• Ilpo Kärkkäinen

      Cool, that is what I was hoping to hear.

      Regarding the mailing list – you are absolutely right. I will be emailing when new content goes up from now on.

      Thanks for the feedback!

  • Hello,
    Thanks for sharing your plugings. I’ve been using Ohmicide, but now i’m using Saturn more because it seems to have a better overall audio rendering quality. Although Ohmicide does have some very unique algorithms which i’ll be using from time to time.

    • Ilpo Kärkkäinen

      I’ve tried Ohmicide in the past but it was just too forward and digital sounding for me. Maybe I should give it another shot. I would think twice about using it on the master though. Ohm Force do make some great plugins.

  • Walter Cruz

    I like PSP Xenon a lot. Tried Voxengo Elephant but is doesn’t ‘click’ me. Incidentally, no Voxengo plugin fits to me workflow very well, don’t know why. I’ve read some things about a saturator on master, and will give Voxengo another change, with Voxengo Varisaturator.

    The Brainworx bx_digital is a cool mastering eq – and has a easy button to make all frequencies below a certain frequency mono. 🙂

    • Ilpo Kärkkäinen

      Yup Brainworx are pushing some great things!


    I keep a copy of Oblique Strategies bypassed on my master channel.. I think there are a few different plugin versions floating around.. It’s good for if you are blocked or just need a fresh idea to work on..

    • Ilpo Kärkkäinen

      Very cool, thanks for the tip. Must do that too.

  • Does “density mode ” still exist in 2.5. I can’t find it.

    • Ilpo Kärkkäinen

      Yes it does – go to settings and you’ll find the density mode checkbox in the right side of the screen.

  • Hi,

    Some good ideas for your buss output but do take note of the comments about using them for checking rather than while you are building the mix.

    Your mastering engineer (like me) will have plug ins and other products that may be at a higher quality than what you are using and they have been training their ears to hear the subtleties in these tools to bring out the best – time you are investing into learning the other tools of your craft as you should 🙂

    Also with the advent of iTunes Radio, mastered for iTunes and playback systems which even out the levels between songs, there is more reason than ever to ensure you don’t lose the punch and impact of your tracks.

    Two main ways forward I can recommend: firstly supply your mastering engineer a version with buss processing bypassed, one with the processing that you feel is essential to the musicality/integrity of the mix and one (if you like) of what you think it should sound like when its finished. This allows them to know what you are thinking when you mixed and what you like.

    The second way is the better one, develop a good relationship with you friendly mastering engineer who will be happy to provide feedback on your mix so that you can tweak things in the mix (which is often more ideal) and end up with the best quality product.

    For example I did that a lot with a good friend of mine who is a mix engineer in Franklyn (we have been collaborating off and on for the last 30 years) and when we had finished adjusting his mixes and his monitoring e.g. the sub level) mastering his work took less than half the time of other producers work I was receiving.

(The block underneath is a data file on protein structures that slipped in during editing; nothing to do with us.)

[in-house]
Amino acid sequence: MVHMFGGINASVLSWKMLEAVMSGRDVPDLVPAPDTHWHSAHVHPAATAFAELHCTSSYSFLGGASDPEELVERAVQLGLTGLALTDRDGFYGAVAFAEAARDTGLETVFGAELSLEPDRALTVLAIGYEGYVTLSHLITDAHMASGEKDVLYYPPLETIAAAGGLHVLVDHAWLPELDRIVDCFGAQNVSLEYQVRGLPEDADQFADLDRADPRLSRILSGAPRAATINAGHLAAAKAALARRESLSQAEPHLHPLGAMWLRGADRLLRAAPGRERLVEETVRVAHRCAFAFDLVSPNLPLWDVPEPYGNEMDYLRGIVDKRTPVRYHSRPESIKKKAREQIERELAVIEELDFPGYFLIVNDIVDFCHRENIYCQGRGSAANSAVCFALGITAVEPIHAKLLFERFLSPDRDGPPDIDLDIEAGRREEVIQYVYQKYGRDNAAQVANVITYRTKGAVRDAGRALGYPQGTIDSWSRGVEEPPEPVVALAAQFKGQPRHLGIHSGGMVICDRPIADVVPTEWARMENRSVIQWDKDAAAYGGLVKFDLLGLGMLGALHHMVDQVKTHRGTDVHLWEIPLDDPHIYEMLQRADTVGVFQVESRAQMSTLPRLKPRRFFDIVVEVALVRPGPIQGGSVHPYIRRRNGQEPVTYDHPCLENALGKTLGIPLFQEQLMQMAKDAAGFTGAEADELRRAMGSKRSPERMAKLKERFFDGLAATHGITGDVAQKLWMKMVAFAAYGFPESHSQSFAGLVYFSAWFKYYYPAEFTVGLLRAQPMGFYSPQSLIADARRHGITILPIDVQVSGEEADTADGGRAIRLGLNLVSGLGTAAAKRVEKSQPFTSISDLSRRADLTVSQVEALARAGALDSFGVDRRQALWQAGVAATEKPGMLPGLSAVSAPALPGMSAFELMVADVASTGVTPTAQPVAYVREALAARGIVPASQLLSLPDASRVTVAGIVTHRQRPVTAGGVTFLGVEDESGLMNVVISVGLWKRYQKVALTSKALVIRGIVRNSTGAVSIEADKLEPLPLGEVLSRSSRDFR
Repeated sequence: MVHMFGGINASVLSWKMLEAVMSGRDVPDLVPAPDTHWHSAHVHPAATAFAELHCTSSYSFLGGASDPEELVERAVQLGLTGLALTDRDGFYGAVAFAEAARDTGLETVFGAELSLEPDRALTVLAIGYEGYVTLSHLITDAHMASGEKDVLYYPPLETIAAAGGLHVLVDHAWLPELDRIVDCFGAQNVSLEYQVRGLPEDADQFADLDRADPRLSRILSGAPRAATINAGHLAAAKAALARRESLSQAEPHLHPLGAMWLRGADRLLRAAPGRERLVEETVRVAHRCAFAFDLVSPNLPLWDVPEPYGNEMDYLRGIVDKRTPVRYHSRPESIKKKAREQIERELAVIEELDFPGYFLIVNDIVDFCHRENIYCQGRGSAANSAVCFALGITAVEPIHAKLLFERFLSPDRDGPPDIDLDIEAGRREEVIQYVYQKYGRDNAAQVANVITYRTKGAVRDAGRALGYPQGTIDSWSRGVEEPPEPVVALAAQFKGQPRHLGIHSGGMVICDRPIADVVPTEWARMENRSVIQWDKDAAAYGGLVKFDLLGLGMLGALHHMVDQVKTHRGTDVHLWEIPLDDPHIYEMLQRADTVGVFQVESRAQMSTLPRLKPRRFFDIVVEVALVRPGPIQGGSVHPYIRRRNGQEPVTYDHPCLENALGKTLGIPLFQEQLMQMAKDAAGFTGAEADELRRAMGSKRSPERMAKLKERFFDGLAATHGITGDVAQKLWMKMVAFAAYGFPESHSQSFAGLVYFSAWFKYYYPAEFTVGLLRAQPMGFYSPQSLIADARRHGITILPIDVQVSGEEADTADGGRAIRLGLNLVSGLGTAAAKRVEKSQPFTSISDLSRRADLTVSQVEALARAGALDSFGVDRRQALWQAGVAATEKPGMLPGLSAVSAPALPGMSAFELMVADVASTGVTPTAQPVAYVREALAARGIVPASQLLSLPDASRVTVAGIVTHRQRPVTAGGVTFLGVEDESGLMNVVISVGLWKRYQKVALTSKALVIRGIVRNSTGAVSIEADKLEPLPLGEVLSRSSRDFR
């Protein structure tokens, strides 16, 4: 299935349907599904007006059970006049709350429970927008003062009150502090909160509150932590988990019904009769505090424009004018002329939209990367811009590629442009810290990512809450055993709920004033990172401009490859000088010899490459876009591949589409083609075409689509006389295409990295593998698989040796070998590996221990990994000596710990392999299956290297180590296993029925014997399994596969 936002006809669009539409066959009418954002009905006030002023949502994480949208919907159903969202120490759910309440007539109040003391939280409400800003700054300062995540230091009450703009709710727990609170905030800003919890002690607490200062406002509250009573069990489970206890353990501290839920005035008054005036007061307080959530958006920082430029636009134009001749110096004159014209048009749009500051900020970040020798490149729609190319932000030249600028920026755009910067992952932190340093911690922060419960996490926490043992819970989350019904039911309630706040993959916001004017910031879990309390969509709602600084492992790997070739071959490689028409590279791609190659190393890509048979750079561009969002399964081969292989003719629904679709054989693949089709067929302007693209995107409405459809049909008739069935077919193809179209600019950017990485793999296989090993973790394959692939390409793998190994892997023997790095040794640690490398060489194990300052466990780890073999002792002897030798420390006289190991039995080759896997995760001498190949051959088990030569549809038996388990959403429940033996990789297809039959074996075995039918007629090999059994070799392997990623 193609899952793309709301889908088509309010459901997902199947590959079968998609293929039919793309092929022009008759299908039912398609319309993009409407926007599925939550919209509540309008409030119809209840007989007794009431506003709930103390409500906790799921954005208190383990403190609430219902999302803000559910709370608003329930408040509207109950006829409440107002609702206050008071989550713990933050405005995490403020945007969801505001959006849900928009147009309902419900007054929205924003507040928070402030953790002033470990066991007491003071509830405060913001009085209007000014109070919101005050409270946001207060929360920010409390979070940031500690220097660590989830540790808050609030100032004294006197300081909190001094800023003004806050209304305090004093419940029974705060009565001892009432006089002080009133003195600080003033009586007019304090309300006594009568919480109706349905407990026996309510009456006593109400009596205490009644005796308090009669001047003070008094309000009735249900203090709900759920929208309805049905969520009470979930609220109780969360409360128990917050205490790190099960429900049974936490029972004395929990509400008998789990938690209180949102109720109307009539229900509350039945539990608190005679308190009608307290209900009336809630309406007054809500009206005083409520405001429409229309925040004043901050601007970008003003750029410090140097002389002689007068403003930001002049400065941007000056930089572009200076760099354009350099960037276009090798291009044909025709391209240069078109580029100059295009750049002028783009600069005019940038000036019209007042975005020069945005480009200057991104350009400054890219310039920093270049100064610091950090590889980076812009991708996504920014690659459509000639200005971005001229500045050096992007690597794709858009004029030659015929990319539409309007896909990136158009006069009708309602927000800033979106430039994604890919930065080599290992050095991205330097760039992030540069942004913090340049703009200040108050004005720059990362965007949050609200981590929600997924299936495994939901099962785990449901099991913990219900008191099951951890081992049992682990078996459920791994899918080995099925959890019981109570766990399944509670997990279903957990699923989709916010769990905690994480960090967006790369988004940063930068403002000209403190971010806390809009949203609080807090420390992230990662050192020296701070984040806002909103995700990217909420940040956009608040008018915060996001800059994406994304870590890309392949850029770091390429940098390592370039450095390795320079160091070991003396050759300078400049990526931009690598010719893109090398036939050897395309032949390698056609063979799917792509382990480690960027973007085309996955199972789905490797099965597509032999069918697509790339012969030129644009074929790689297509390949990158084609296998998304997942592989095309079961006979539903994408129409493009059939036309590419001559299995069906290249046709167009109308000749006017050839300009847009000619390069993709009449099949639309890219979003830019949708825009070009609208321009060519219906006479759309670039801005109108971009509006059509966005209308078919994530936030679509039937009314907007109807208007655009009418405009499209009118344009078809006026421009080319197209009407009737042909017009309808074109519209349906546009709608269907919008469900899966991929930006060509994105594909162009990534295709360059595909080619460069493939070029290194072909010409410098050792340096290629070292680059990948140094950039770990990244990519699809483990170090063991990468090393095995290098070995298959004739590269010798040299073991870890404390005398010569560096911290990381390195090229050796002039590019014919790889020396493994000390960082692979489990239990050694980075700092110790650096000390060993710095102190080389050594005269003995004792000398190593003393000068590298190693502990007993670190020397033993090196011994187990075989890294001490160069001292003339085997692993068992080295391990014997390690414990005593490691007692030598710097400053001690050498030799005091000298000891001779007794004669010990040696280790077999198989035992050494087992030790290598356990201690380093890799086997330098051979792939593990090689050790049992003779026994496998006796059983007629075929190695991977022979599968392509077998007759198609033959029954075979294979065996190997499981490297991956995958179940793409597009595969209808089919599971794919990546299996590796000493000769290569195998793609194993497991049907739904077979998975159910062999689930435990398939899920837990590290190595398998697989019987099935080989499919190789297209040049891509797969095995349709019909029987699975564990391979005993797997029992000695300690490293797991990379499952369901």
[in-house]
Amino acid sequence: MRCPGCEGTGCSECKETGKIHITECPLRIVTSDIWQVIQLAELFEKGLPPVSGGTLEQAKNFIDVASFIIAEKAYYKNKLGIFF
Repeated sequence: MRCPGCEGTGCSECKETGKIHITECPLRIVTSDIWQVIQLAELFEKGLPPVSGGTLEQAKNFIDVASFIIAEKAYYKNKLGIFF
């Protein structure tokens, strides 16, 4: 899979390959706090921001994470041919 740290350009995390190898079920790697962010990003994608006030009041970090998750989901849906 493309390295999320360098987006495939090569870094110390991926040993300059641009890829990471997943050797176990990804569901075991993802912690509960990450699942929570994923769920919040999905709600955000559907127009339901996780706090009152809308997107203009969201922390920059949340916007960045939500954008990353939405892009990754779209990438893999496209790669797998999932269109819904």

in terms of which plug ins to use? Generally, the more you pay the better they are. There is good reason you can pay more for a top of the line plug in than for a bundle of reasonable ones.

    Ozone is straddling that boundary and works well if you know what you are listening for and don’t fogey to provide the unprocessed version. It was my main tool at one stage when I went through a bit of a slump and had to sell my Weiss outboard gear, but now I am gradually replacing it with individual tools as I can.

    Have fun mixing and remember that you are trying to showcase the emotion and message of the song. Don’t lose that: mixing is very creative.

    • Ilpo Kärkkäinen

      Hey Duncan,

      Words of wisdom and experience there! Thank you.

      I have been using the Ozone recently too to do my own masters (for playing my tracks out while waiting for the real master, which only happens before the tracks get released). As far as individual plugins go, I’d love to hear any suggestions on plugins you consider good for anyone doing a bit of DIY mastering.


  • anon

    Sometimes bus EQ can be preferable…just saying. But you should probably have this as part of the mix on the master bus, whilst you mix.
    And then leave it for the master to apply it.

    (and i realise now that’s what you said, but my two cents anyway:

    Well my reasoning, is if there is a big lack in one area (e.g. 5-20k prescence) its a problem of the whole, and if you start applying this to indivudal tracks, likely they just stick out and you have too-loud cymbals.
    There is something more natural about adding it to a whole mix that brings everything up without loosing the ‘glue’ that’s gelling them in the prescence. Because you should separate in the mids, mostly, not in the prescence.
    And secondly its more phase coherent to just use a single EQ rather than interactions between various phase shifts.

    But do use a good ‘mastering’ EQ.
    And remember to use much much less, since that single slider will be applying EQ multiplied by the number of tracks you’ve got.

    Just a thought anyway…I recently ‘saved’ a track that had a lot of treble boosts on the individual channels. I pulled them off a bit and added the difference on the master instead and it was much better!

    But back to the beginning, i probably could have got more treble from the right mics, which would have been the ideal scenario.